When the Rev. Grainger Browning teamed up with former gang members and youth ministers at his church to address bullying in the community, he had no idea what other groups were doing or who would come out to his Fort Washington church.
On Monday night, more than 1,000 people — including teenagers and school officials — came to Ebenezer African Methodist Episcopal Church for a rap session and a screening of the film “Strings Dreams,” which tells the story of a teenage violinist who almost takes his life as a result of constant bullying.
“I was pleasantly surprised about the number of persons who came out to the event,” said Browning, whose forum was held on the same day Judge Katie O’ Malley, Maryland’s first lady, announced the state’s second annual “Bullying Awareness and Prevention Week.”
“When it comes to bullying, everyone is a victim,” O’Malley said in a public service announcement aired on WPGC (95.5 FM). “Our communities, our schools, our educators, our families and most of all our children. Together, we can stand up against bullying.”
Jamal Spratley and Henry Johnson shot and directed “Strings Dreams,” and they moderated the rap session. In 2004, both were part of a highly publicized truce between rival crews along the D.C.-Maryland line. Today, they work in Ebenezer’s “Beyond the Walls” ministry.
“In the world that I come from, you pick on the weak,” said Spratley, 38. “You take from them. You dominate the weak. That was a rule that you lived by. If they gave you opposition, you cause physical harm to them.”
Johnson, 39, has a tatoo on his neck that reads “RIP Phil.”
“Phil was 19 when he got killed. He was like my son. If you hurt one of my folks, then I would instill fear in that person,” Johnson said of his younger days.
Dan Bradley, who co-wrote the script with actor Anwan Glover, said the movie brought back painful memories of his past. He said he was a victim of bullying in high school.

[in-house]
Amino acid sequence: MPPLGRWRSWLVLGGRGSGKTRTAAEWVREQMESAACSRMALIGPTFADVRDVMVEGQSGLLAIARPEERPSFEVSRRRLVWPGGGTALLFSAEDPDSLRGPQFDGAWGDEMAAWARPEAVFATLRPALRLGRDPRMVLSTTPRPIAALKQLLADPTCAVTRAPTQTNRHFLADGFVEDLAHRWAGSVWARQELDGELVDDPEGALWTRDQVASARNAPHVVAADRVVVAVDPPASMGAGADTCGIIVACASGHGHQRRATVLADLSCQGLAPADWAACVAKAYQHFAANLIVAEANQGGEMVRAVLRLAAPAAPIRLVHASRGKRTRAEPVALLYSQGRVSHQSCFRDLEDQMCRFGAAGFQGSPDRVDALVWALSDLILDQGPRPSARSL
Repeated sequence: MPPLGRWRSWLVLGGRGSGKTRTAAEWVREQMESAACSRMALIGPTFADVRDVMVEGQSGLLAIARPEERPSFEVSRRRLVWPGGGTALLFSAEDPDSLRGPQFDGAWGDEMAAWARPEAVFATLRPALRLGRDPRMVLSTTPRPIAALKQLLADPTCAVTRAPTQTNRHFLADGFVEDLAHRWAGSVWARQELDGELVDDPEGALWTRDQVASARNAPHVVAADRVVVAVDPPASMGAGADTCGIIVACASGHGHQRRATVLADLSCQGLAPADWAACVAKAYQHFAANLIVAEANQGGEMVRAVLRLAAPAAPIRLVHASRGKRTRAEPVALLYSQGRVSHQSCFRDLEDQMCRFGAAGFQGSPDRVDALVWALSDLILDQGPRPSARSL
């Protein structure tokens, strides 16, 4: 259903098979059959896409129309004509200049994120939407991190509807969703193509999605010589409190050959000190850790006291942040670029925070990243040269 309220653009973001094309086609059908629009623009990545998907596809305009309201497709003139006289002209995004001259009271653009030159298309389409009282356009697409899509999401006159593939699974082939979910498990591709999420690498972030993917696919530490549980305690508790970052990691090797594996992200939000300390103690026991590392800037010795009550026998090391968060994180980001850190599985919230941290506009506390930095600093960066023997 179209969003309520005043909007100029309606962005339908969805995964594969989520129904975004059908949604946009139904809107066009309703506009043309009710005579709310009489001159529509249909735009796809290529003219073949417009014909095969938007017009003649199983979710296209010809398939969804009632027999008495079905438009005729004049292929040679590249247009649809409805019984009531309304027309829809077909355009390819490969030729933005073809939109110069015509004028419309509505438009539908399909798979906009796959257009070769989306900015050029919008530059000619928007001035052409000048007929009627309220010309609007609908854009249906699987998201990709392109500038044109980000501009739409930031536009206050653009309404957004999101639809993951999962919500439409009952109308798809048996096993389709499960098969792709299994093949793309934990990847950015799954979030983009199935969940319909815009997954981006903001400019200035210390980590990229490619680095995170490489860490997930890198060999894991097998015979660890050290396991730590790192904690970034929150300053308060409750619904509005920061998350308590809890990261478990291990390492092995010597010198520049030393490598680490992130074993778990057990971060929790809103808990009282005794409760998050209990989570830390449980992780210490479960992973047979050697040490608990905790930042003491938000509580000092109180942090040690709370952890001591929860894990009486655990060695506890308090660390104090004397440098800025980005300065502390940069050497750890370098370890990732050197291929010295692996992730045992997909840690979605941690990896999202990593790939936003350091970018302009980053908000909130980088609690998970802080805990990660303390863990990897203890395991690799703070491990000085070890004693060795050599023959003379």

“I was in the D.C. Orchestra and I wanted to take my own life,” he said.
In the film, Rian Hayes, 16, plays the character of a sister who constantly bullies her brother, played by Elijah Torres.
“My character showed that bullying can occur inside the home,” Rian said.
Elijah said his character sparked a desire to help others.
“My point of view on bullying has changed,” said Elijah, an eighth-grader at Martin Luther King Jr. Middle School in Beltsville. “I have been bullied by family members, people at school.”
In addition to the rap session, a dance group of African American and Latino youths, Rhyming to Respect, from Charles Carroll Middle School in New Carrollton, performed a rapping routine that spoke against bullying.
During the session, Atlanta psychologist Alduan Tartt talked about a mentoring program he crafted in his city in which one person mentors 12 youths. Browning said he plans to implement the program in the coming weeks.
“We will be mobilizing men to be far more active in the schools in regards to the issue of bullying,” he said.